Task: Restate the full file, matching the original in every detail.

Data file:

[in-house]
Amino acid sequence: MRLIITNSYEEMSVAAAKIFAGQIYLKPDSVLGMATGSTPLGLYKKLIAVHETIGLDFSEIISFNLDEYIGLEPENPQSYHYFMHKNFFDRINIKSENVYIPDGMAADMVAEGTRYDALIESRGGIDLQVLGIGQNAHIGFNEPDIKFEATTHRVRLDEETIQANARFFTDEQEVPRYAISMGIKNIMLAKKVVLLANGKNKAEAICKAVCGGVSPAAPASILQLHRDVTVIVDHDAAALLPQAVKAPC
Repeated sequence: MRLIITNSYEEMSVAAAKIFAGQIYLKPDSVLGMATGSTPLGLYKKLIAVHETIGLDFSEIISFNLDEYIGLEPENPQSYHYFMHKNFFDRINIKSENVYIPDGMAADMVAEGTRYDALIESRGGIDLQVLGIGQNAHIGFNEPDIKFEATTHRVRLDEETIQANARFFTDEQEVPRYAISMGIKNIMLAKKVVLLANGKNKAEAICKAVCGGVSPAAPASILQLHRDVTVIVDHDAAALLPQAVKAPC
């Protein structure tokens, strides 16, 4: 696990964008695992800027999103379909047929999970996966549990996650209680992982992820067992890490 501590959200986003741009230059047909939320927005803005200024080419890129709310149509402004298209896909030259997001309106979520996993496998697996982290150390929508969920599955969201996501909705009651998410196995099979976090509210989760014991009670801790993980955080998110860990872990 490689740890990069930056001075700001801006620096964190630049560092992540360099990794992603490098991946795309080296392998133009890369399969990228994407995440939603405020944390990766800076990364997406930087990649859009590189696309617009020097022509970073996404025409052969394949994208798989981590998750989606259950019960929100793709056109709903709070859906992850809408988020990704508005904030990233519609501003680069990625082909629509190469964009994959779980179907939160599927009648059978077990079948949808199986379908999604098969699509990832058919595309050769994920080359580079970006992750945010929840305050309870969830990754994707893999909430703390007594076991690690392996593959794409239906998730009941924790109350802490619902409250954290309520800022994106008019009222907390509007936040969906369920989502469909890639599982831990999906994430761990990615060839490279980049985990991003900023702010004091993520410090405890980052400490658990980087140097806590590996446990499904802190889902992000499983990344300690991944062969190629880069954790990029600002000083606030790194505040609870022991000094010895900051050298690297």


[in-house]
Amino acid sequence: MRLIITNSYEEMSVAAAKIFAGQIYLKPDSVLGMATGSTPLGLYKKLIAVHETIGLDFSEIISFNLDEYIGLEPENPQSYHYFMHKNFFDRINIKSENVYIPDGMAADMVAEGTRYDALIESRGGIDLQVLGIGQNAHIGFNEPDIKFEATTHRVRLDEETIQANARFFTDEQEVPRYAISMGIKNIMLAKKVVLLANGKNKAEAICKAVCGGVSPAAPASILQLHRDVTVIVDHDAAALLPQAVKAPC
Repeated sequence: MRLIITNSYEEMSVAAAKIFAGQIYLKPDSVLGMATGSTPLGLYKKLIAVHETIGLDFSEIISFNLDEYIGLEPENPQSYHYFMHKNFFDRINIKSENVYIPDGMAADMVAEGTRYDALIESRGGIDLQVLGIGQNAHIGFNEPDIKFEATTHRVRLDEETIQANARFFTDEQEVPRYAISMGIKNIMLAKKVVLLANGKNKAEAICKAVCGGVSPAAPASILQLHRDVTVIVDHDAAALLPQAVKAPC
């Protein structure tokens, strides 16, 4: 696990964008695992800027999103379909047929999970996966549990996650209680992982992820067992890490 501590959200986003741009230059047909939320927005803005200024080419890129709310149509402004298209896909030259997001309106979520996993496998697996982290150390929508969920599955969201996501909705009651998410196995099979976090509210989760014991009670801790993980955080998110860990872990 490689740890990069930056001075700001801006620096964190630049560092992540360099990794992603490098991946795309080296392998133009890369399969990228994407995440939603405020944390990766800076990364997406930087990649859009590189696309617009020097022509970073996404025409052969394949994208798989981590998750989606259950019960929100793709056109709903709070859906992850809408988020990704508005904030990233519609501003680069990625082909629509190469964009994959779980179907939160599927009648059978077990079948949808199986379908999604098969699509990832058919595309050769994920080359580079970006992750945010929840305050309870969830990754994707893999909430703390007594076991690690392996593959794409239906998730009941924790109350802490619902409250954290309520800022994106008019009222907390509007936040969906369920989502469909890639599982831990999906994430761990990615060839490279980049985990991003900023702010004091993520410090405890980052400490658990980087140097806590590996446990499904802190889902992000499983990344300690991944062969190629880069954790990029600002000083606030790194505040609870022991000094010895900051050298690297």